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Maternal Death Rate Higher for Caesarean vs. Vaginal Deliveries

caesarean-vs-vaginal-delivery-maternal-death-rateThere are 13 maternal deaths per 100,000 women after cesarean sections (C-sections) versus 4 maternal deaths per 100,000 women after vaginal deliveries, according to estimates by the American College of Obstetricians and Gynecologists.

Yet some critics say that U.S. doctors continue to overuse C-sections. C-sections are the most common surgical procedure in the United States, and one-third of babies are now delivered by C-section. It’s estimated that half of all C-sections are unnecessary, according to Consumer Reports.

When the World Health Organization still issued target rates, it recommended that C-sections should only make up 10 to 15 percent of deliveries. (Now, it encourages physicians to evaluate the needs of the patient on a case-by-case basis.)

Risks of a C-Section to the Mother

Like all surgeries, C-sections involve certain risks. According to The New York Times, for the mother, C-sections carry the risk of:

  • Hysterectomy
  • Hemorrhage
  • Infection
  • Deep vein thrombosis

Once a woman has a C-section, her doctor may discourage her from trying vaginal birth in later deliveries. In the state of California, for example, only 10 percent of women who have had C-sections give birth vaginally in a later pregnancy.

This is especially troubling since the risks involved in C-sections increase if a woman has multiple C-sections over her lifetime.

C-sections are also more expensive than vaginal births.

birth-injury-delivery-risksRisks of a C-Section to the Baby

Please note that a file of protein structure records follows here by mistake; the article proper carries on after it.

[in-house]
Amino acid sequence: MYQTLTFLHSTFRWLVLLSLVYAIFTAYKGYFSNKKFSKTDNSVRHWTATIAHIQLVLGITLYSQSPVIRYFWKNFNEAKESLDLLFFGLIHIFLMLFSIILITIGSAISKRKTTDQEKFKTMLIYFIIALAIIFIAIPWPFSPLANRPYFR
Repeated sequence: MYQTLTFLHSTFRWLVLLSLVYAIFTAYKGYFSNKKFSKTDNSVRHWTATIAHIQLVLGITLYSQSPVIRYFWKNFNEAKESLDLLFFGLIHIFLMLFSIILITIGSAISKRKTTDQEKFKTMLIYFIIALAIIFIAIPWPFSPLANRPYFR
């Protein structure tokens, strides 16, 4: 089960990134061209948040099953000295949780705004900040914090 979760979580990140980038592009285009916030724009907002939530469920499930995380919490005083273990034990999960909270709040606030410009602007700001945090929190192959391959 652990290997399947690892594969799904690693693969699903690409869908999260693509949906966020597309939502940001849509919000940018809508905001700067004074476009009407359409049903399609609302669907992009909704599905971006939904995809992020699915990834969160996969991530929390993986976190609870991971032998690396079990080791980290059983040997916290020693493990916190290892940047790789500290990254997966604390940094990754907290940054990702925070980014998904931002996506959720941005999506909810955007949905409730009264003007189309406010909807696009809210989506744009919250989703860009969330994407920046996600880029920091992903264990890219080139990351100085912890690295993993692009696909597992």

Babies born by C-section are more than twice as likely to be admitted to neonatal intensive care, according to The Guardian.

C-sections also carry risk for babies later in life. A recent study shows that babies born by C-section are more likely to become obese as adults. Vaginal birth may expose babies to necessary gut bacteria that speed up their metabolism.

The difference between siblings (with the same genetics and home environment) was particularly striking: a child born by C-section is 64 percent more likely to be obese than his brother or sister born vaginally, according to The Guardian.

When a C-Section is Necessary

A C-section might be considered medically necessary if:

  • Mother has a chronic health condition (e.g. diabetes or high blood pressure)
  • Umbilical cord slips into the vagina
  • Mother is having multiples (twins, triplets, or more)
  • Baby is in breech position (bottom or feet are facing down)
  • Baby is in transverse position (shoulder is facing down)
  • Baby is too large to pass through the birth canal safely
  • Baby is in fetal distress

Since they have a higher maternal death rate than vaginal births (among other risks), C-sections should never be done for a doctor’s convenience, but instead should only occur when medically necessary.